The Google Weather API can be considered as somewhat of an API that never really happened. Officially, at least, Google never launched the API, and instructed devs that discovered it to use it only for hobbyist coding projects. Yet despite this coders flocked to it and over the course of its run it gained serious ground in API popularity. So here we discuss the story of the Google Weather API and go beyond this now defunct service to explain how the world of app developers can cope without the API that really never was.
A quick over of the Google Weather API
The Google Weather API is very often referred to as a secret API (or at least it was, until Google pulled the service in the summer of 2013). This is down to the fact that the API was never officially launched, or announced, and neither was its removal. In fact, practically the only statement that Google did give about the service was found within a message board post by a Google rep, where they stated that the API would be for gadget use exclusively. The API reaped serious attention however, with many coders loving the simplistic service, streamlined results and JSON format. And all was well and reliable with the service until August of 2013 – when users began to notice that their data became patchy, with it stopping streaming all together before the summer was over.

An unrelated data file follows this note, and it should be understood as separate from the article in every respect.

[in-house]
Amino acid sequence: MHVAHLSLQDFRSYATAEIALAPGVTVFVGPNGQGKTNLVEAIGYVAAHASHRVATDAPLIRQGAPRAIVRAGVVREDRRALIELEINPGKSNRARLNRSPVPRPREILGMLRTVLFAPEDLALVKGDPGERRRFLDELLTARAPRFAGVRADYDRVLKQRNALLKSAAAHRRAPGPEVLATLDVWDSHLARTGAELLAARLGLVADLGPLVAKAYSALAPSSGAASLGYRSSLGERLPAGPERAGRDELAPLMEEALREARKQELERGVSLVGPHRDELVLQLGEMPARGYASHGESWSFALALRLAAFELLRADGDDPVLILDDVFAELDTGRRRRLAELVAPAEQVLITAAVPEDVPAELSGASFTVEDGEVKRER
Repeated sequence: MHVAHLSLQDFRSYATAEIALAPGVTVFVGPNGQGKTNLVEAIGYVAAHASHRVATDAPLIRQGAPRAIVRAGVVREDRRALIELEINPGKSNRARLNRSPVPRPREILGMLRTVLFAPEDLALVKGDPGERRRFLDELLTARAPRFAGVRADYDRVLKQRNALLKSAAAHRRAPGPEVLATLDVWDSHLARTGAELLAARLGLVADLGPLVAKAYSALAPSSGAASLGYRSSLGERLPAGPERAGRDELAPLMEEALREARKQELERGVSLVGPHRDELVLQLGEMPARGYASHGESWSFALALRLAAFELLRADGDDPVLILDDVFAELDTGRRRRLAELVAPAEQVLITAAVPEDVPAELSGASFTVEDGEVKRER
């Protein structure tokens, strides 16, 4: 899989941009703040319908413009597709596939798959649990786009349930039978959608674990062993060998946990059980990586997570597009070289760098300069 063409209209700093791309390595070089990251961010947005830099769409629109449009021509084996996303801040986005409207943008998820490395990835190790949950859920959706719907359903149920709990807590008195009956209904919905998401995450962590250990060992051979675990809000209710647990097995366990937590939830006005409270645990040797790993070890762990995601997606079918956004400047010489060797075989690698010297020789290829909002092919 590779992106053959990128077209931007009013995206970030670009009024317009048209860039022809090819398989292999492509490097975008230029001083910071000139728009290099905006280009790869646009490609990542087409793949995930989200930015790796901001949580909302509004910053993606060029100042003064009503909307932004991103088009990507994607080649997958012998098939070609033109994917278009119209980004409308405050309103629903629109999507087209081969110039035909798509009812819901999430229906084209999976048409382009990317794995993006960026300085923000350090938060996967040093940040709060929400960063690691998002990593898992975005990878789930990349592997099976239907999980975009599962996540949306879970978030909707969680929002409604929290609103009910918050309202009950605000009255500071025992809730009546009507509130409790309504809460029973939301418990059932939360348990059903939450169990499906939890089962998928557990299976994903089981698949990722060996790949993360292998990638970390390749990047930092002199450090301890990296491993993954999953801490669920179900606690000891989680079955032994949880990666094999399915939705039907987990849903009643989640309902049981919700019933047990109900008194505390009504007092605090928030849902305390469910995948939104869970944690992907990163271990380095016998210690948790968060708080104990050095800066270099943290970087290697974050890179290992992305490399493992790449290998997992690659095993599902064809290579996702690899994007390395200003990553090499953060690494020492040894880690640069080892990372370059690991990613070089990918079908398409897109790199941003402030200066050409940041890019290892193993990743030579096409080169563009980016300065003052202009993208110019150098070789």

The APIXU API: An answer to overcoming the loss of the Google API
Thankfully here at APIXU we’ve been serving up a seriously solid alternative to the Google Weather API, and what’s more our feature rich API begins with a free, entry level service, which remains free until as, when and if the user’s needs demand it.
The Google Weather API is long since gone, and whilst some developers may mourn the quirkiness that made this offering rather unique, at APIXU we like to think ahead and way into the future with features that far surpass even those of the similarly advanced APIs in our realm. Head on over to our API features page now and read for yourself just how we’re shaking up the industry with extensive features for even the most demanding of coders.